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Psychiatr Clin North Am. 2012 Mar;35(1):131-42. doi: 10.1016/j.psc.2011.11.002. Epub 2011 Dec 9.

Evidence-based somatic treatment of depression in adults.

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Department of Psychiatry, Tufts University School of Medicine, 800 Washington Street, Boston, MA 02111, USA.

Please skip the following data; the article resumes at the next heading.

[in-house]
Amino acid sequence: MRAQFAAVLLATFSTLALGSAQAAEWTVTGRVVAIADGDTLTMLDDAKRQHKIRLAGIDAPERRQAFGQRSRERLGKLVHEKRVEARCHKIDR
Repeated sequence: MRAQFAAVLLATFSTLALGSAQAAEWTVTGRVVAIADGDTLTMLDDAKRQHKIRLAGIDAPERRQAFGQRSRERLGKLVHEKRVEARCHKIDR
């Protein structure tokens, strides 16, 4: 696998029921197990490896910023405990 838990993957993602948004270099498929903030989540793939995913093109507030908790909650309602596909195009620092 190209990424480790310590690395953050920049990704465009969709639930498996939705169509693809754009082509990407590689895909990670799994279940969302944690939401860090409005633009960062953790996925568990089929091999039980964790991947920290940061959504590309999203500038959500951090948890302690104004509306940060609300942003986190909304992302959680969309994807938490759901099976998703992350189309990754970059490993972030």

The efficacy of antidepressants has become a contentious topic over the last decade, and yet a review of the literature shows that they are consistently more effective than placebo. Although the average magnitude of this effect is unclear, many individual patients respond well to a course of antidepressants, and relapse when the medication is discontinued. Choosing the right antidepressant for a given patient remains more art than science, but the studies reviewed here provide some helpful guidance. Table 4 lists the second-generation antidepressants along with potential reasons for choosing one over the other (based on side effects, costs, or possible therapeutic advantages.) Based on these data, the following conclusions can be drawn: • For an all-around first-line antidepressant, sertraline is hard to beat, given its combination of efficacy, tolerability, and low expense. Once escitalopram becomes generic, it will join sertraline in this category. • Bupropion is often a first-line alternative to sertraline, because of its lack of sexual side effects; although it has less efficacy for anxiety disorders, it is helpful for other comorbidities, such as tobacco dependence and attention-deficit/ hyperactivity disorder. • Both paroxetine and mirtazepine are often maligned because of side effects of sedation and weight gain; however, these side effects may be advantageous for those whose depressive symptoms include insomnia and excessive weight loss. • Although not specifically reviewed in this article, certain antidepressants are liable to cause more drug–drug interactions than others; the most prominent of these are fluoxetine, paroxetine, and fluvoxamine.

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